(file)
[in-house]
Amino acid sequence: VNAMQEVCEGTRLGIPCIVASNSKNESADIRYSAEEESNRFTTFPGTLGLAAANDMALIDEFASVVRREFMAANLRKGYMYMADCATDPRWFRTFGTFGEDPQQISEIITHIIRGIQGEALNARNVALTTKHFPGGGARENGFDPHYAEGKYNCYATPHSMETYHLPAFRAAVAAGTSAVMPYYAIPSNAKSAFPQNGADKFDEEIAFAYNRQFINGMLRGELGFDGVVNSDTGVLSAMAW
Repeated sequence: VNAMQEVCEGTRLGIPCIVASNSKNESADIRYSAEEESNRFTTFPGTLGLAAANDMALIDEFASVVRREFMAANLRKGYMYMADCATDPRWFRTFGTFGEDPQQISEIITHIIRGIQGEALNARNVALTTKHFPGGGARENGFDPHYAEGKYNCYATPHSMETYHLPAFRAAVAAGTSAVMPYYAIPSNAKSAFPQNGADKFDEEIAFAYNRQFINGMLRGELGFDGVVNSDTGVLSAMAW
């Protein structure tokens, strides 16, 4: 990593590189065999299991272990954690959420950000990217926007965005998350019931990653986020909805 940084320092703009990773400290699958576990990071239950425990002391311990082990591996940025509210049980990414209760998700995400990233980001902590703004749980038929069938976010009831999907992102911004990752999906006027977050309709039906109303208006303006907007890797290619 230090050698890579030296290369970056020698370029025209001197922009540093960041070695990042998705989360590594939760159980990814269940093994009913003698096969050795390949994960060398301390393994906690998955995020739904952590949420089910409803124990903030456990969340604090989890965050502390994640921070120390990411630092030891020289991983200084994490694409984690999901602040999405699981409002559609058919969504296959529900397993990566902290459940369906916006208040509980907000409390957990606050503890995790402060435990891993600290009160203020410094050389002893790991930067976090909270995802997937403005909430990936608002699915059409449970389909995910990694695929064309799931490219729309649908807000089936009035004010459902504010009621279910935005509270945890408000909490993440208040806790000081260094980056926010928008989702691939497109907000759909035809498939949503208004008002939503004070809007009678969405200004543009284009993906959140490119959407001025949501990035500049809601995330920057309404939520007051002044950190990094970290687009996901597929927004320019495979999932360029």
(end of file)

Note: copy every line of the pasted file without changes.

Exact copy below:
[in-house]
Amino acid sequence: VNAMQEVCEGTRLGIPCIVASNSKNESADIRYSAEEESNRFTTFPGTLGLAAANDMALIDEFASVVRREFMAANLRKGYMYMADCATDPRWFRTFGTFGEDPQQISEIITHIIRGIQGEALNARNVALTTKHFPGGGARENGFDPHYAEGKYNCYATPHSMETYHLPAFRAAVAAGTSAVMPYYAIPSNAKSAFPQNGADKFDEEIAFAYNRQFINGMLRGELGFDGVVNSDTGVLSAMAW
Repeated sequence: VNAMQEVCEGTRLGIPCIVASNSKNESADIRYSAEEESNRFTTFPGTLGLAAANDMALIDEFASVVRREFMAANLRKGYMYMADCATDPRWFRTFGTFGEDPQQISEIITHIIRGIQGEALNARNVALTTKHFPGGGARENGFDPHYAEGKYNCYATPHSMETYHLPAFRAAVAAGTSAVMPYYAIPSNAKSAFPQNGADKFDEEIAFAYNRQFINGMLRGELGFDGVVNSDTGVLSAMAW
């Protein structure tokens, strides 16, 4: 990593590189065999299991272990954690959420950000990217926007965005998350019931990653986020909805 940084320092703009990773400290699958576990990071239950425990002391311990082990591996940025509210049980990414209760998700995400990233980001902590703004749980038929069938976010009831999907992102911004990752999906006027977050309709039906109303208006303006907007890797290619 230090050698890579030296290369970056020698370029025209001197922009540093960041070695990042998705989360590594939760159980990814269940093994009913003698096969050795390949994960060398301390393994906690998955995020739904952590949420089910409803124990903030456990969340604090989890965050502390994640921070120390990411630092030891020289991983200084994490694409984690999901602040999405699981409002559609058919969504296959529900397993990566902290459940369906916006208040509980907000409390957990606050503890995790402060435990891993600290009160203020410094050389002893790991930067976090909270995802997937403005909430990936608002699915059409449970389909995910990694695929064309799931490219729309649908807000089936009035004010459902504010009621279910935005509270945890408000909490993440208040806790000081260094980056926010928008989702691939497109907000759909035809498939949503208004008002939503004070809007009678969405200004543009284009993906959140490119959407001025949501990035500049809601995330920057309404939520007051002044950190990094970290687009996901597929927004320019495979999932360029």